2. Assess

Risk Identification

Before drafting your law firm’s policy, you should first identify common and specific areas of corruption risks. Common areas of corruption risks include gifts and entertainment as well as conflict of interest.16 PACT at pp 16-7.

Specific areas of corruption risks depend on various factors such as “industry, company size and business operations”.17 PACT at p 18. PACT suggests practical ways to identify your company’s specific corruption risks, such as holding consultations with employees whose roles are more vulnerable to corruption, “network[ing] with business partners to share best practices and knowledge”, and “hir[ing] external practical consultants”.18 PACT at p 18.

In this section, we look at two types of common corruption risks: (a) gifts and entertainment; and (b) charitable donations.

(a) Gifts and entertainment

Giving gifts and providing hospitality and entertainment are often used to build relationships and goodwill in business.19 PACT at p 16; UK Anti-Bribery Practice Note at para 3.5. However, it may be a corrupt practice if gifts are made with “the deliberate intention of gaining or trying to gain an unfair business advantage”.20 PACT at p 16.

Giving gifts

While some companies may decide to ban giving or receiving gifts, this is not strictly necessary.21 PACT at p 16. If your company permits giving and receiving gifts, PACT recommends establishing “clear and transparent boundaries” on when such giving or receiving is appropriate.22 PACT at p 16. Similarly, the UK Anti-Bribery Practice Note recommends specifying a financial limit for gifts,23 UK Anti-Bribery Practice Note at para 3.5. which should also account for “the cumulative impact of several small gifts”.24 UK Anti-Bribery Practice Note at para 3.5. You could also consider a declaration form or gift log for gifts given and received.25 PACT, Appendix D at p 43; UK Anti-Bribery Practice Note at para 3.5.

Receiving gifts

Under Singapore’s Prevention of Corruption Act (“PCA”), 26 Cap 241, 1993 Rev Ed. someone who corruptly receives gifts and entertainment is also liable for corruption, regardless of whether the person fulfilled or had the power to fulfil the giver’s request.27 PACT at p 16; see also PCA at s 9(1). Employees responsible for procurement, sales or marketing may face an increased risk of becoming involved in corrupt practices.28 PACT at p 16. Hence, your law firm’s policy should also establish guidelines on when employees may receive gifts.

If your law firm refers work to other professionals, you should be aware that they may offer your firm gifts or hospitality.29 UK Anti-Bribery Practice Note at para 3.5. Your law firm should consider how to handle such offers, including what approval levels and threshold limits would be appropriate.30 UK Anti-Bribery Practice Note at para 3.5.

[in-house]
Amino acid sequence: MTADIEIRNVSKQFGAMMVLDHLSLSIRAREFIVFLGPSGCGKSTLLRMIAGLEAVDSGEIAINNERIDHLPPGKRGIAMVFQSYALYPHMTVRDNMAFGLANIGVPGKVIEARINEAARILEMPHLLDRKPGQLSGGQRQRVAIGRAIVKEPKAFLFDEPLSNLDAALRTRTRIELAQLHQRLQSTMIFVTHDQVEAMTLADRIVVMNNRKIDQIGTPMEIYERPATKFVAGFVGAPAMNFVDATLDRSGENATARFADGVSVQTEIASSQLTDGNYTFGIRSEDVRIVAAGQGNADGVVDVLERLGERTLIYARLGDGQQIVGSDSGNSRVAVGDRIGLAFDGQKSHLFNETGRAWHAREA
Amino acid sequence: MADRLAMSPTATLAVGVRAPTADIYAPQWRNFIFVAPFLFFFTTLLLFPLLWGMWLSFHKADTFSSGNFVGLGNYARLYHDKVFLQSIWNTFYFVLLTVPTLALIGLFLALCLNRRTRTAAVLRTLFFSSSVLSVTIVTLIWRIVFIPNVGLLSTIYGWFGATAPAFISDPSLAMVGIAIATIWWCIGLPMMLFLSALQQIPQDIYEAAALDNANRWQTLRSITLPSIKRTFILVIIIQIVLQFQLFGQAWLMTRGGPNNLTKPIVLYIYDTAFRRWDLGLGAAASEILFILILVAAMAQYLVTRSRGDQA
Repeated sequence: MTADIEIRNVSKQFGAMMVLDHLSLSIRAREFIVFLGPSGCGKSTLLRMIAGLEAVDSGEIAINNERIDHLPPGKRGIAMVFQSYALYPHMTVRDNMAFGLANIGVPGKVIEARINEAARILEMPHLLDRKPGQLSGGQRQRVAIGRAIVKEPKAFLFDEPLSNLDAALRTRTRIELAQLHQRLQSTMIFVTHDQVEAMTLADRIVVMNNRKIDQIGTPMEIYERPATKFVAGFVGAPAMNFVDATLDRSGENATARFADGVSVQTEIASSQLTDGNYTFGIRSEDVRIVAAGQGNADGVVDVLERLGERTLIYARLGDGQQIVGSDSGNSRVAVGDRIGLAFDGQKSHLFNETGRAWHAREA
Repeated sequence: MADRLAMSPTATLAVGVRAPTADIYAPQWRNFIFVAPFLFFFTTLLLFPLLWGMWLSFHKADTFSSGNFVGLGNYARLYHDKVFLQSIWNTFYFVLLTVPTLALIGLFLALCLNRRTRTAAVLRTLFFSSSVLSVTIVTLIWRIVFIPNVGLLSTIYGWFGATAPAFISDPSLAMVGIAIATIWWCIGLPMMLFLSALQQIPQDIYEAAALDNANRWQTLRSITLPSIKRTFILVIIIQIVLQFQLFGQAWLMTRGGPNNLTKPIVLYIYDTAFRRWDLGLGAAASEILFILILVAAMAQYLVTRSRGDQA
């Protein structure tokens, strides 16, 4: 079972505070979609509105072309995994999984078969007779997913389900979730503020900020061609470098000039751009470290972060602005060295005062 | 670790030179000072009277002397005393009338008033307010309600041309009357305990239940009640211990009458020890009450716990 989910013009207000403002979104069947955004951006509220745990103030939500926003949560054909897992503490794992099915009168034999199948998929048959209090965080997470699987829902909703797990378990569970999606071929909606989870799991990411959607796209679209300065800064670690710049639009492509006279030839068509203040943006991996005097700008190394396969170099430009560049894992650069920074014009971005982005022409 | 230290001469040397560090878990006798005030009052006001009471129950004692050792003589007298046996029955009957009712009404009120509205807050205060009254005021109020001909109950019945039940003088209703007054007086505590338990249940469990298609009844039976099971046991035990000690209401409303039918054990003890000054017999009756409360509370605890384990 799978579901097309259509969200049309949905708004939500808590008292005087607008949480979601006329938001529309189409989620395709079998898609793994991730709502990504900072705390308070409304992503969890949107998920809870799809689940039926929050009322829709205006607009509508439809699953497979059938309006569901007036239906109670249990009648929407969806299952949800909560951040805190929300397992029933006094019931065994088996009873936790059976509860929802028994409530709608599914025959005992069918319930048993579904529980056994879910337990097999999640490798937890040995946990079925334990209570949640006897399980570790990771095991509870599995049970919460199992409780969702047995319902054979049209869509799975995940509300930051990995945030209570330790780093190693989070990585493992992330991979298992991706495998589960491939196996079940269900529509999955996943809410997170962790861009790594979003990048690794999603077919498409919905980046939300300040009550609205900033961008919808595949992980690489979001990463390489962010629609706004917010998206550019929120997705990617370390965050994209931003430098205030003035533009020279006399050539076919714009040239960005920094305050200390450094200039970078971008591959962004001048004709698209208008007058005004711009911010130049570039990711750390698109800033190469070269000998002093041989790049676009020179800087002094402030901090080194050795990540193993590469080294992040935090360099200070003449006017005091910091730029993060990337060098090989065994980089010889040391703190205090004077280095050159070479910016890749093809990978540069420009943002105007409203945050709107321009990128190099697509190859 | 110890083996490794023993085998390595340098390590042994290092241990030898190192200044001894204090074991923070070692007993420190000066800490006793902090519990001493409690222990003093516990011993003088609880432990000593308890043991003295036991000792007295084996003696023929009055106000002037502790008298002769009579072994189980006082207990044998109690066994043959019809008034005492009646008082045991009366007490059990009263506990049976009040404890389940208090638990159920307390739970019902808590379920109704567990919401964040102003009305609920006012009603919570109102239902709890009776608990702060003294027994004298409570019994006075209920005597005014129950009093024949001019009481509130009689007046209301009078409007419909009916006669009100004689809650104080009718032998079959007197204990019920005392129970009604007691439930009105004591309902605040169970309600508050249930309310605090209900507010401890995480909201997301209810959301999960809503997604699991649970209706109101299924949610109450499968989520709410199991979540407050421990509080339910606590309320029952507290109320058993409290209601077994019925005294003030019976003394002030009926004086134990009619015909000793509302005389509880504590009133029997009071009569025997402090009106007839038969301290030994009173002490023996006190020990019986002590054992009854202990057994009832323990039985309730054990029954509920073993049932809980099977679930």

(b) Charitable donations

Your law firm may wish to donate to charities that may or may not be your law firm’s clients. Requests for charitable donations should be carefully assessed as they could conceal a request for a bribe.31 Transparency International UK, “How to Bribe: A Typology of Bribe-Paying and How to Stop It” (January 2014) <http://www.transparency.org.uk/publications/how-to-bribe-a-typology-of-bribe-paying-and-how-to-stop-it/#.W7GiymgzaUk> (accessed 1 October 2018) at p 16. Hence, if your law firm makes charitable donations, you should ensure that the charity is a legitimate charity.32 UK Anti-Bribery Practice Note at para 3.7.

You could consider using the following checks in your law firm’s policy on charitable donations.

  • Is the charity registered?33 Tim Prior, Lexcel Risk Management Toolkit (Law Society Publishing, 3rd Ed, 2017) (“Lexcel Toolkit”) at p 80; UK Anti-Bribery Practice Note at 3.7.
  • Can the firm donate directly to the charity and not to an individual purportedly linked to it?34 Lexcel Toolkit at p 80; UK Bribery Practice Note at para 3.7.
  • Does the charity have any connection to a client or to an organisation that may influence the firm’s business?35 Lexcel Toolkit at p 80; UK Bribery Practice Note at para 3.7.

If the charity is connected to an organisation that may influence your business, your policy could provide, for example, that the firm will wait until a deal with that organisation is concluded before donating or promising to donate to a charity linked to that organisation.36 UK Anti-Bribery Practice Note at para 3.7.